Frazier concludes by asking Peter to stand and recite their locker-room prayer.
One problem: It’s been 20 years! Peter can’t remember it. So Vershan Jackson steps up and takes the lead. One hundred men rise. The captains throw their arms around each other. They say it together.
“Dear Lord, the battles we go through life, we ask for a chance that’s fair, a chance to equal our stride, a chance to do or dare ...”
Imagine the faces in the room. Imagine the number of Alpha dogs. Yet somehow, each man feels just a small part of something big. It’s almost magical, Peter says.
“If we should win, let it be by the code, faith and honor held high. If we should lose, we’ll stand by the road, and cheer as the winners go by.”
It’s the highlight of the night. Saturday afternoon, they’ll still feel the goosebumps, especially thinking about that last line.
“Day by day, we get better and better! The team that can’t be beat, won’t be beat!”
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Frazier is the last captain to speak. He is not the main attraction, though. That honor is Osborne’s. He stands and the room goes as quiet as it’s been all night.
He runs through statistics, scoring offense, scoring defense, average margin of victory, turnover margin. Then he does something that Tomich calls “very, very, very rare.” He references questionable calls in the 1994 Orange Bowl against Florida State. He chokes up.
“He said if they had instant replay, you guys would’ve won three in a row. I don’t think we’ve heard him say that type of thing in public. He said, ‘You guys were a 17-point underdog. You won that game by 10 or 14 points. The record book shows that we lost; otherwise you would’ve been 38-0.’”
When Osborne is finished, he leaves his players with the same message he left them with 20 years ago.
If there’s anything you guys ever need from me, you can give me a call.
Osborne’s emotions shook the room Friday night. But according to old Huskers, the biggest surprise might have been Peter.
They expected the crazy 23-year-old with the bloody forehead. Instead, they get a calm 43-year-old New Jersey businessman.
He hadn’t been to Memorial Stadium in almost a decade. Wife. Kids. Work. Life gets in the way. Has he calmed down in 20 years? “I mean, I would hope so,” Peter said.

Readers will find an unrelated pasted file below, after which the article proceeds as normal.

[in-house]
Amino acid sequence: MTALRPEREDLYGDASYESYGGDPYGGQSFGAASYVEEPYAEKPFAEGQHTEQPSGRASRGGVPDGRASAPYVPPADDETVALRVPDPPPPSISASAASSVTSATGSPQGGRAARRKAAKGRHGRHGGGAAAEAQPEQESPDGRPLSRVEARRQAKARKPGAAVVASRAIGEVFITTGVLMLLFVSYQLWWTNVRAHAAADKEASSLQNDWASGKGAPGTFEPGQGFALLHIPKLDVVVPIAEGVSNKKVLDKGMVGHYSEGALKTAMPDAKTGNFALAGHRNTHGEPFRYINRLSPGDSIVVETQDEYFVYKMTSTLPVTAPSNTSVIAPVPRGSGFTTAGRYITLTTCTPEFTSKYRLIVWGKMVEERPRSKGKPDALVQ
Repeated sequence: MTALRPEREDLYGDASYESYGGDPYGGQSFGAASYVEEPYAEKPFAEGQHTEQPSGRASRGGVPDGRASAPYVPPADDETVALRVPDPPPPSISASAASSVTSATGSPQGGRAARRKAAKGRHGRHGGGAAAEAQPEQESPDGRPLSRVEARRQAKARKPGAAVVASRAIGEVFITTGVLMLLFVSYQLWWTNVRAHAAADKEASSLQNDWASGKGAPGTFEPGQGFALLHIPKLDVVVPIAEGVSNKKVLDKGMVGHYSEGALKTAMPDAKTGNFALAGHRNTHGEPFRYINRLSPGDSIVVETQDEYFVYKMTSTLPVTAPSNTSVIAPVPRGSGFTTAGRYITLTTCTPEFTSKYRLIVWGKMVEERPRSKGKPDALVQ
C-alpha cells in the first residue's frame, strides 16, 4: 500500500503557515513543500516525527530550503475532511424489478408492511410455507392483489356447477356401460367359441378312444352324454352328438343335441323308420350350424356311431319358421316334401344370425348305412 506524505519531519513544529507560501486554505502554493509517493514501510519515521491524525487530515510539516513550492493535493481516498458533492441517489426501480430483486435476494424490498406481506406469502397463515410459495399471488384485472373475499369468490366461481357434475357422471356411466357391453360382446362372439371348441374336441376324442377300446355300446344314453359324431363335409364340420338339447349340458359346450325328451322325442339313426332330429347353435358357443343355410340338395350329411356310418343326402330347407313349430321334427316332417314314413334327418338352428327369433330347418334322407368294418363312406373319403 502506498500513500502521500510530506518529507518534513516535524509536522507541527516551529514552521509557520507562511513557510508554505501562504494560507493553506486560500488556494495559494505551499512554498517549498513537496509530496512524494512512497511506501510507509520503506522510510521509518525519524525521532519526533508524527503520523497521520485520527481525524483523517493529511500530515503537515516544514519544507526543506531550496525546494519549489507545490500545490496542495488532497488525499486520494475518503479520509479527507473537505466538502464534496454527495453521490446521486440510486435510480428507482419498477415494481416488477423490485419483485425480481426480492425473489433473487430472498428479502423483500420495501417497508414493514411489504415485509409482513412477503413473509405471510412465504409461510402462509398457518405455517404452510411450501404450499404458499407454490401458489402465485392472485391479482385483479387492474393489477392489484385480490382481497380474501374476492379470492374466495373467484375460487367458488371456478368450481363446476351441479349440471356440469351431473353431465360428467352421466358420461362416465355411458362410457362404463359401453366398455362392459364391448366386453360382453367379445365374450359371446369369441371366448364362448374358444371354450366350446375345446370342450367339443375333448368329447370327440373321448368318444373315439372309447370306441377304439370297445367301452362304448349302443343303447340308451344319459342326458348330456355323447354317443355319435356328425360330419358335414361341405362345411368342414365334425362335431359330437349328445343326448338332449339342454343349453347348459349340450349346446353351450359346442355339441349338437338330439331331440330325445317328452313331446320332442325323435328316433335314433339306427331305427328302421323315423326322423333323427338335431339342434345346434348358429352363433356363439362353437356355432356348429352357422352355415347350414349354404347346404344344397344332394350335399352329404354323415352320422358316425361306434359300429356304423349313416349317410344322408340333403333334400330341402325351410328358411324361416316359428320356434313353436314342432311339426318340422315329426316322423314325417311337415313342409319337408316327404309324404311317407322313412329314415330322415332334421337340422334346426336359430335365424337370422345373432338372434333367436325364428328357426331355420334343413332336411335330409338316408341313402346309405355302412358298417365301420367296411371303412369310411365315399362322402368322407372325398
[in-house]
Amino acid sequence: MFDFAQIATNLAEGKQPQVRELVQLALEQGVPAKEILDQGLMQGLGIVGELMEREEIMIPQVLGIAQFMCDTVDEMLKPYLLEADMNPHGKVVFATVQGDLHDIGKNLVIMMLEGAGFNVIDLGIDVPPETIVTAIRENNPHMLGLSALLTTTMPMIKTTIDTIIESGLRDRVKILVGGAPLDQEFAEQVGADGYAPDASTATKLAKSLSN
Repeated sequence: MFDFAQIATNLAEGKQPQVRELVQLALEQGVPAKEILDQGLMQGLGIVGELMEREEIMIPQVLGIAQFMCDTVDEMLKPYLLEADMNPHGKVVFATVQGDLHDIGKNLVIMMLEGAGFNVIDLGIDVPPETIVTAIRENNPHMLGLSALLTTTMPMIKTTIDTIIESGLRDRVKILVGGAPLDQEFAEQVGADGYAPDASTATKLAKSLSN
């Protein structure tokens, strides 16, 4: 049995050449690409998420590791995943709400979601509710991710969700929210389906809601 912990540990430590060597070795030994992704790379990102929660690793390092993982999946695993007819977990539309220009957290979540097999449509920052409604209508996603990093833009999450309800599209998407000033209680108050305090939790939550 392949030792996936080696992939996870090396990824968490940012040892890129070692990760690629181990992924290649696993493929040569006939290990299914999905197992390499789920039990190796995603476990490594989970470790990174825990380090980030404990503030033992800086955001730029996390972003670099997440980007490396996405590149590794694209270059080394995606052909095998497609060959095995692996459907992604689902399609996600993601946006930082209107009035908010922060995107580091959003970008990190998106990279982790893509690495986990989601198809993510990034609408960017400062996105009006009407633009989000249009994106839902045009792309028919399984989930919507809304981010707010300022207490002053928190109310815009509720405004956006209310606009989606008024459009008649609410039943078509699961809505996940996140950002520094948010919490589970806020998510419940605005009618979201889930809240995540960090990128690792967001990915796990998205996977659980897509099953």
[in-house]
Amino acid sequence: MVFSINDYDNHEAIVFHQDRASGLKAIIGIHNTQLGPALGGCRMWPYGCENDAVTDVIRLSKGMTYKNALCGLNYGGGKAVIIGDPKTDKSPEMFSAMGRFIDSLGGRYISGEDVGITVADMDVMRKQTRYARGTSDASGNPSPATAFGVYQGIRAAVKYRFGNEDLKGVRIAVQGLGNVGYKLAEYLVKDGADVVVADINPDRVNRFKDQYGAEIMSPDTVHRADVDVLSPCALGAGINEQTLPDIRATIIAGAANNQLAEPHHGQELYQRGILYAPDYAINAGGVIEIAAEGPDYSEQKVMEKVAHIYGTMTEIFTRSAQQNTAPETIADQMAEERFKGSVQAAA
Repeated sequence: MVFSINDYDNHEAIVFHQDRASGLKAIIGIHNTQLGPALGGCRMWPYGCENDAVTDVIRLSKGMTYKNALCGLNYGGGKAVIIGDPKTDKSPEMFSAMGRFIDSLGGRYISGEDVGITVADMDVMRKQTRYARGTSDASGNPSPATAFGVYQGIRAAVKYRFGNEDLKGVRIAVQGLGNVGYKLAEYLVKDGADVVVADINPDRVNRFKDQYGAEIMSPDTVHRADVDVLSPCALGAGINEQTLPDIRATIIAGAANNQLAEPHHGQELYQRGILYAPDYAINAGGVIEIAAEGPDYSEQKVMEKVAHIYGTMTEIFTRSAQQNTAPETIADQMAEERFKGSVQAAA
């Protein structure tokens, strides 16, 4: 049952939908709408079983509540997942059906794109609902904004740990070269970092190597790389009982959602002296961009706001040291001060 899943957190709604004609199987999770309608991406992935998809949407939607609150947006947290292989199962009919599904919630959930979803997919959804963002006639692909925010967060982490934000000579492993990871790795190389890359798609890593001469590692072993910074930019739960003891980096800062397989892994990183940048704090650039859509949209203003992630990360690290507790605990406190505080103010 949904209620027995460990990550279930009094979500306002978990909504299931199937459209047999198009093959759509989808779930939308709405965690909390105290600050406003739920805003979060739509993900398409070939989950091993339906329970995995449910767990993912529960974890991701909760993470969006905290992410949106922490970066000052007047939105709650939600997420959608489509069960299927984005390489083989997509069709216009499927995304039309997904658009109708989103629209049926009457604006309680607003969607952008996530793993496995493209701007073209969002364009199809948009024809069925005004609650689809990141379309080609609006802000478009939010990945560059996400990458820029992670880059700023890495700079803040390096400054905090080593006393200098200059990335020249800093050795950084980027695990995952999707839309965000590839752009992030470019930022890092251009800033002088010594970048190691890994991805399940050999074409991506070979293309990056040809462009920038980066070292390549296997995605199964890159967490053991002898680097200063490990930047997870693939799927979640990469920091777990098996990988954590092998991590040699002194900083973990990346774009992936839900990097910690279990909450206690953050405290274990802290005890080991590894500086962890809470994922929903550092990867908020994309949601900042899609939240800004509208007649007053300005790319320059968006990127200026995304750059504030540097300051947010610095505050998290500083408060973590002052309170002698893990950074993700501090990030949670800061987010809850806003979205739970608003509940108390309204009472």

We’re standing on the sideline in Saturday’s third quarter, watching Nebraska 2015 lose to a team that Nebraska 1995 would’ve beaten by 30. Brandon Reilly drops a pass right in front of him.
“Almost, right?” Christian tells his brother, Jason. “We’ll get it.”
His purpose here isn’t to grind over the present, it’s to embrace the past. As a 20-year-old, you don’t realize what you’re achieving, Peter says. You don’t realize the impact it has on fans. On history.
That’s why the bonds are even stronger now. If you were in the room Friday night, Peter says, you understood why Nebraska went 60-3. You could feel it.
“We had the same exact feeling every time before we went out on that field. Every day we walked off the practice field.
“You’ve got 100 to 150 guys coming from all walks of life. Some of us came from the most undesirable areas. Some of us grew up privileged, the best schools, amazing families. Some of us didn’t have families. Some of us went from home to home. But when we came together, as one, it didn’t matter.”
For a moment, he’s the old Christian again. He’s shaking his fist. His eyes are green lasers beneath his cap.
“It was the team. It didn’t matter what you had, how much money, where you came from, none of that meant s---. What meant anything to us was the brotherhood ...
“I love the guy I lined up next to. And he loved me.”